# Could a human run horizontally inside a Wall of Death?

A popular circus stunt is for a motorcycle rider to ride inside a bowl shaped depression called a "Wall of Death." The rider goes higher and higher up the wall until they are actually horizontal. I wonder if a human could do the same.

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The speed you need (explained http://physics.mut.ac.th/PhysicsMagic/wall.htm)

$$V^2 > R g/u$$

$v$ = the velocity (m/s)
$R$ = Radius of the pit (m)
$g$ = acceleration of gravity (9.8m/s^2)
$u$ = coeff of static friction

So if u is 1 (the maximum possible), and you are an olympic athlete that can run 100m in 10s

$$R = uV^2/g = 10^2/9.8 = 10m$$

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How do you get that the maximum possible $\mu$ is $1$? – Mark Eichenlaub Jul 29 '11 at 7:54
If $\mu$ were always less than one, a conventional dragster would be unable to accelerate at more than 1 g. – mmc Jul 29 '11 at 11:58
I believed only static friction exceeded 1. The dragster site proves me wrong. – Michael Luciuk Jul 29 '11 at 12:20
@Ben - well obviously it's only valid for a smooth spherical non-relativistic athlete running in a vacuum – Martin Beckett Jul 30 '11 at 2:36
U=1 is the maximum possible for the conditions of a runner running with shoes on a normal surface. If the person had magnets, suction pads, glue, chemical bonds or some sort of mechanical cleat then you can have u>1. You can also get u>1 for two smooth surface that spot weld together but that's not really a useful definition of u. – Martin Beckett Jul 31 '11 at 1:15

Longer answer: I found it easiest to approach this by asking the question in a different way ---> If a runner were to run around in circles on an inverted conical ramp, how fast would he have to run to remain perdendicular to the ramp's surface? The answer depends on three things: radius for the running path; slope of the ramp (B) and height/mass distribution of the runner (shorter runners do better, since more of their mass is at a larger $v^2/R$).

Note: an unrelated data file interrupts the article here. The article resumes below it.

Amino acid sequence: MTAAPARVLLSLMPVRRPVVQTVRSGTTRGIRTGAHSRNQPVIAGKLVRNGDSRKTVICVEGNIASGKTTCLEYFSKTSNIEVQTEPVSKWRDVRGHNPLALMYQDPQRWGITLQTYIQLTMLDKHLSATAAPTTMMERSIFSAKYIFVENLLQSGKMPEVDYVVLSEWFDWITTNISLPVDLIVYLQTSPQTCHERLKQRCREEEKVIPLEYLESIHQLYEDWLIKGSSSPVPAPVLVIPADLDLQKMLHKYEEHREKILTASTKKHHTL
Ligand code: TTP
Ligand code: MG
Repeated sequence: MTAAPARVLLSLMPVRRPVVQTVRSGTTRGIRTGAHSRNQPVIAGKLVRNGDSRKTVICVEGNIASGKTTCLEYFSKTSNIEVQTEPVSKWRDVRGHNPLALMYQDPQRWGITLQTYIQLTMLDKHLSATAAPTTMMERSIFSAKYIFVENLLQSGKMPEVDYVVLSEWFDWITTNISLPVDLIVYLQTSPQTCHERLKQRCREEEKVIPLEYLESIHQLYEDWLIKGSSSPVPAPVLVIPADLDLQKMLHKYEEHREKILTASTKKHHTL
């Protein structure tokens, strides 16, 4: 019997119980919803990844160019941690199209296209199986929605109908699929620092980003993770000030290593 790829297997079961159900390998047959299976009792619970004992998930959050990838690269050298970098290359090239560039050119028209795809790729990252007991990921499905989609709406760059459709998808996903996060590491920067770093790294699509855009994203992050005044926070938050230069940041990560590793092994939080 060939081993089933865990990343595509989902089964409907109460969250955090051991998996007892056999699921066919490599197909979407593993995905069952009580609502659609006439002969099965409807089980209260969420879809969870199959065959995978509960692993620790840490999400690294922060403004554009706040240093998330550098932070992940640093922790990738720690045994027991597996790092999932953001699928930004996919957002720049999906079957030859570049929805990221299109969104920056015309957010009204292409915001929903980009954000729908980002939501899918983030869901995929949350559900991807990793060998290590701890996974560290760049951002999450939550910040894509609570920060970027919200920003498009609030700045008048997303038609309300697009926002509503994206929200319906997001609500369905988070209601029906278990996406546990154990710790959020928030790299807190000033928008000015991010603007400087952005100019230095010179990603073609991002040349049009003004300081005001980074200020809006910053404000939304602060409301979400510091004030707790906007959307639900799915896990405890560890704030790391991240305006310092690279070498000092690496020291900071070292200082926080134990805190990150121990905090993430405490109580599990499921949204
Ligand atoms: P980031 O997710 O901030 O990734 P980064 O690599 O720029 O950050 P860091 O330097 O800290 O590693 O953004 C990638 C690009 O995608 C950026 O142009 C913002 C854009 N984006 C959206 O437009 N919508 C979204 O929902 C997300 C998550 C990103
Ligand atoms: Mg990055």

Assumptions: 1.6m (5'3") tall runner, with a center of gravity (CoG) 0.8m from feet, on a 2m radius (approx 13 foot diameter) path. Since he is tilted in from vertical, his CoG traces a path which has a diameter somewhat less than that: for now, estimate B = 40 degrees tilt, which give a path for the CoG of radius (2 - 0.8 sin(40))m = about 1.5m.

$a_d = 9.8 m/s^2$ is acceleration (due to gravity) straight down. $a_L = V^2/R$ is acceleration laterally outward, due to centrifugal force. $a_t$ is total acceleration, which will be perpendicular to ramp surface.

$a_d = a_tcos(B)$

$a_L = a_tsin(B)$

Therefore, we have $a_L = a_d tan(B)$ ----> $B = tan^{-1}(V^2/(R a_d)$

Remembering that the R in that equation is the R for CoG, and that the velocity of that CoG will be slower than speed of the runner's feet, we have...

$B = tan^{-1}((6.7 (m/s)(1.2/2))^2/(1.5(m) 9.8 (m/s^2))$ = about 47.8 degrees from horizontal. Compare to the original guess of 40 degrees. I'm not making a second iteration to correct path length: instead guess about 45 degrees. This assumes that the runner is running a 4 minute mile, which is quite a feat to pull off on a conical ramp with path of radius 2 m, with your head (experiencing less centripetal force than CoG) constantly trying to fall in towards the center while your feet (experiencing more) trying to slide out from under you in the opposite direction.

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Your calculation is incorrect. In the nonrotating frame, there is no centrifugal force, the acceleration is toward the center of the circle, not perpendicular to the surface, and it's inward, not outward. In the rotating frame, the acceleration is zero. You might want to start by drawing a free-body diagram, then applying Newton's second law. – Ben Crowell Jul 29 '11 at 19:40